04 Jul Perspectives on Kashmir
Professor Alok Rai of Delhi University has suggested an exchange on Kashmir between members of civil society in India and Pakistan (Pakistan’s Kashmir Problem, Daily Times, July 3, 2009). This is a welcome initiative and the thrust of Professor Rai’s conclusions is sensible. But, the framing of the issue – in terms of an India-Pakistan “problem” – is not the best to achieve the end that Professor Rai has in mind.
This framing leads straight back into the morass that has dogged all previous discussions on this topic. The bottom line of Professor’s Rai’s argument is that what’s done is done and cannot be undone; that the status quo is unchangeable; that Pakistan needs Kashmir to validate the two-nation theory; that a cost-benefit analysis should convince Pakistan that attempting to change the reality in Kashmir is not worth the price; and, that India does have a problem in Kashmir but Pakistan should allow it to resolve it on its own.
Pakistanis might agree or disagree with these premises but an engagement along these lines would remain polarized as in the past because of its misplaced focus. This formulation continues to accord centrality to the claims and interests of India and Pakistan and to reduce Kashmir to the status of a “problem” between the two. That is a recipe for a deadlock.
We might be better served by framing this in a South Asian perspective putting the people of Kashmir at the center of the picture. I suppose there should be no difficulty reaching agreement that all those engaged in the discussion give priority to the welfare of the people of Kashmir over the political objectives of India and Pakistan.
If the participants do not agree to this it would immediately become clear that the objective proposed by Professor Rai is mis-specified – Kashmir is only being used to resolve some other leftover issues between India and Pakistan. If so, it would make more sense to understand and pay attention to the other issues instead of making Kashmir pay the price.
If there is agreement that the welfare of the people of Kashmir takes precedence over the political objectives of India and Pakistan, the participants in the debate can move to the next step. What should they be asking of their respective governments in order to further the welfare of the people of Kashmir?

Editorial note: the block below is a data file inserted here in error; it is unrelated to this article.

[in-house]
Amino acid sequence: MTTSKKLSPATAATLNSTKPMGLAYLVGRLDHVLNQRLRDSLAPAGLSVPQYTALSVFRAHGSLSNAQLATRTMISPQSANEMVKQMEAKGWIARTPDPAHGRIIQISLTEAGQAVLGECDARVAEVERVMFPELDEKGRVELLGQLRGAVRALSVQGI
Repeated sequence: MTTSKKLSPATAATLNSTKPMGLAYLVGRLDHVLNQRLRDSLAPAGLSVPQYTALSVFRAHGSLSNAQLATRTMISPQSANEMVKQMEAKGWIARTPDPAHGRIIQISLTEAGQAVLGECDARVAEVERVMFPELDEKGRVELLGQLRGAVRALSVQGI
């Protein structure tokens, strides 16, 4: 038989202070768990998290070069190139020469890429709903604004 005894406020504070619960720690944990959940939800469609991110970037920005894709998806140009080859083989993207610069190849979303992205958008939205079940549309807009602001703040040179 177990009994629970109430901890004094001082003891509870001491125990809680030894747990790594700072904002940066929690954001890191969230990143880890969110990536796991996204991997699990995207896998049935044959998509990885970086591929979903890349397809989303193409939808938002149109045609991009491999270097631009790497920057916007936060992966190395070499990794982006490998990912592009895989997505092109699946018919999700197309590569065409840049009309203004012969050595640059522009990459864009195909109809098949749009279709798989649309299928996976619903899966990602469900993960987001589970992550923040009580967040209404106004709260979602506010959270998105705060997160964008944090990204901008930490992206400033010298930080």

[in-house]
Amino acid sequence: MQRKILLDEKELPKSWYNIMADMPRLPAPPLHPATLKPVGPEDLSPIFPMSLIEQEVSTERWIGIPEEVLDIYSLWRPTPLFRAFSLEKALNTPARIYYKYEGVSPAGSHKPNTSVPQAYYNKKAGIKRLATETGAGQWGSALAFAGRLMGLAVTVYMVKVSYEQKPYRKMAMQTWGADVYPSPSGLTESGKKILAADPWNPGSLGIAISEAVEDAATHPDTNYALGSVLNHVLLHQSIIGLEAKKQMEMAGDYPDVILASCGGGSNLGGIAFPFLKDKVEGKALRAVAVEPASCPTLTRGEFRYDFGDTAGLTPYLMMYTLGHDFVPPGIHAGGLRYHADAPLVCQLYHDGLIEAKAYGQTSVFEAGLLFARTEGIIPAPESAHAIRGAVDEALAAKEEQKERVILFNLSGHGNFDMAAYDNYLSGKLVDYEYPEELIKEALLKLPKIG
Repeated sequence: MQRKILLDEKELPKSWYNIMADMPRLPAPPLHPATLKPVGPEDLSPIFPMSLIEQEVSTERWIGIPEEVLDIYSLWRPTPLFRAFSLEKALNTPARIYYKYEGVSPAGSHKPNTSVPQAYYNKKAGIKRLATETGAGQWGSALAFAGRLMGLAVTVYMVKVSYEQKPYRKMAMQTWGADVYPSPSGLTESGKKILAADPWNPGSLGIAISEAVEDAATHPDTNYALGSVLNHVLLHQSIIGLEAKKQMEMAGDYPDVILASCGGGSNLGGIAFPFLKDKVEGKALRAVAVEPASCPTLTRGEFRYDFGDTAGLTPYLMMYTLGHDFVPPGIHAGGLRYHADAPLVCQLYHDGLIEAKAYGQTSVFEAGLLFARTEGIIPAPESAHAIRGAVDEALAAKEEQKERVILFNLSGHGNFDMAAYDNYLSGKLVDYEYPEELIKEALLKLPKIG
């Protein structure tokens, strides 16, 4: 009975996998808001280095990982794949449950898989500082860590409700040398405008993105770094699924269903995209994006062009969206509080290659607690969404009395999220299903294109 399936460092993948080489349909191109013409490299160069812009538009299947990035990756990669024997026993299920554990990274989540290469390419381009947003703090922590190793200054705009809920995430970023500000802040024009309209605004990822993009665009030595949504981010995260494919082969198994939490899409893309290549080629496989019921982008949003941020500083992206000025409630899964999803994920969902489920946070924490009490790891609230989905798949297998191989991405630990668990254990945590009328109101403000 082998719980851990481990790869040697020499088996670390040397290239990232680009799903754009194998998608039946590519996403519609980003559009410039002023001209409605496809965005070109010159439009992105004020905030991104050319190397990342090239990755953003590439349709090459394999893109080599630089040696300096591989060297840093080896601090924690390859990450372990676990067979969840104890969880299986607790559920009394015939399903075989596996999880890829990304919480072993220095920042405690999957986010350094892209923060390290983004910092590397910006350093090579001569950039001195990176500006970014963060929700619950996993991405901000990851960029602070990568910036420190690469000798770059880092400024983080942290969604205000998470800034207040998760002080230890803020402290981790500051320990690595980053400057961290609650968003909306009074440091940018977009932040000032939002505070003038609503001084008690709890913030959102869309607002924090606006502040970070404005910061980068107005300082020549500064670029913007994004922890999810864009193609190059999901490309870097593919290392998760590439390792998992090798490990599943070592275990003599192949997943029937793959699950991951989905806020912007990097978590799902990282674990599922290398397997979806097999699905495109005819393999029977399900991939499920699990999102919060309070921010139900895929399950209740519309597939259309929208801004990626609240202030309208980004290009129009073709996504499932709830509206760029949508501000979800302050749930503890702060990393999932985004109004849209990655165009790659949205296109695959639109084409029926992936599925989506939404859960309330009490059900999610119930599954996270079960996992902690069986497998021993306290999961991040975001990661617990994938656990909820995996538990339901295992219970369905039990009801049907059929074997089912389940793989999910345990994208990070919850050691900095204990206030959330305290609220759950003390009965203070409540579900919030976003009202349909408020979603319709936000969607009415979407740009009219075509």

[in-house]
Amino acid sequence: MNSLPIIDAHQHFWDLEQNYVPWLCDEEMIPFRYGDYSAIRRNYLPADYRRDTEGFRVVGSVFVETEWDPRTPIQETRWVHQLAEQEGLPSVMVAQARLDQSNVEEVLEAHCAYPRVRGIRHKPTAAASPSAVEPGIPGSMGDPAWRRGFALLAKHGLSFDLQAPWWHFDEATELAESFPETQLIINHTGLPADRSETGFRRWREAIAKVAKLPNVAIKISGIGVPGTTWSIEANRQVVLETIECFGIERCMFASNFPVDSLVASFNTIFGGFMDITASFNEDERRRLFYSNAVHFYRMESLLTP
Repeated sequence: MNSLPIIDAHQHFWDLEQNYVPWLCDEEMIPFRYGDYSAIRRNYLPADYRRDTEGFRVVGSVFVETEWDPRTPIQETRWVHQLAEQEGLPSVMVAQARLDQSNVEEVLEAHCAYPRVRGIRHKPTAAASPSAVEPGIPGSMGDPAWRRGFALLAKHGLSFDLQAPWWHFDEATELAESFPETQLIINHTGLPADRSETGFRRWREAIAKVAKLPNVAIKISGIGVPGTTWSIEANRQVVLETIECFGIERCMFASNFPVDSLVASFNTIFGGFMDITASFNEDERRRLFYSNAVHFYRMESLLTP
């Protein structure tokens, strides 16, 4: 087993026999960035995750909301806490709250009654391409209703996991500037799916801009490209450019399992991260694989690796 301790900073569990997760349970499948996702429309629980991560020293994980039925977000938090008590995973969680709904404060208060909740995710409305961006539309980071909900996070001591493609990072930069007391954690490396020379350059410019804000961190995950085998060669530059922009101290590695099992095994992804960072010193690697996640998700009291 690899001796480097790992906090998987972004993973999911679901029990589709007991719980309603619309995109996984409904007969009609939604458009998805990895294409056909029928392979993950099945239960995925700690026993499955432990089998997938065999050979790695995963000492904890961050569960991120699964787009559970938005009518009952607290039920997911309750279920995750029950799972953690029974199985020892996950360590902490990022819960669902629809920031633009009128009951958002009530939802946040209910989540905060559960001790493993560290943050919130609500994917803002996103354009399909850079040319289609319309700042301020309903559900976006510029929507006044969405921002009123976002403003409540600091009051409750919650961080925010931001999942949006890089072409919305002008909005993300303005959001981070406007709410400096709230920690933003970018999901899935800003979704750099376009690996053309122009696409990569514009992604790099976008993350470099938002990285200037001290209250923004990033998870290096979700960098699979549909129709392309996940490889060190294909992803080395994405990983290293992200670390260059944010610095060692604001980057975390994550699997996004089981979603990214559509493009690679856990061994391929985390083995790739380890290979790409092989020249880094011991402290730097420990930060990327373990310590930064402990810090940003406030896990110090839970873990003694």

As a first measure, members of civil society should be asking their governments to explain to citizens the precise objectives of their policies on Kashmir, how they are going about pursuing these policies, and what is the sacrifice they are imposing on citizens as a result.
The reality is that governments have not taken citizens in confidence on this issue and the citizens have a very poor idea of what is being done, why it is being done, and at what cost to their lives and those of their children.
For the same reason, it is also misleading to frame this discussion in terms of what Pakistan and India have done, are doing, and should do with regard to Kashmir. Pakistanis and Indians are in the dark; it is a very limited number of people who have been managing, mismanaging or manipulating (take your pick) the issue for reasons that remain opaque to the majority of the citizens of the two countries. Therefore, it is important for civil society members to ask who in their own countries is doing what and why before engaging in a cross-border dialogue.
Seen in this perspective, it also becomes understandable why governments in the two countries might be less than open on their intentions and might resort to lies, sustained indoctrination, manipulation of elections, and even provocative covert actions to provide cover and legitimacy to their designs.
Professor Rai might have the causality reversed in the argument he has presented. It might not be the will of the citizens of the two countries regarding Kashmir that is being implemented by their respective governments. It might well be the will of the governments that is being legitimized through a manipulation of popular consciousness using tactics that scare or trigger emotional responses.
This suggests another useful measure for civil society organizations to undertake within their own countries. An objective, carefully designed survey should be able to uncover what exactly is the will of the Indian and Pakistani people regarding Kashmir and how much of their own welfare they are willing to tradeoff for the achievement of “success” (however defined) in Kashmir.
This would be a major step forward in enabling an evidence-based discussion instead of one based on assumptions of what Pakistanis or Indians desire with respect to Kashmir. The evidence would also serve as an input to the governments that have monopolized the definition of “national interest” without any challenge. Most importantly, it might transform the debate from one of talking at or to one another to the realization that there is a basis for the two civil societies to be presenting their governments with a common demand supported by a majority of citizens in both countries.
There is no morality that can justify the pain that has been inflicted on the people of Kashmir. Civil society clearly needs to debate the reasons for this outcome but it needs to do a lot of homework before such a debate can bear fruit.
The debate also needs to start with the understanding that Kashmir should not be held hostage to the interests of the governments of India and Pakistan. Rather, Indians and Pakistanis should be prepared to make concessions to advance the interests of Kashmir. This is an objective towards which citizens of both countries should volunteer to work together.
Link to follow-up post on assessing Indian and Pakistani policies on Kashmir.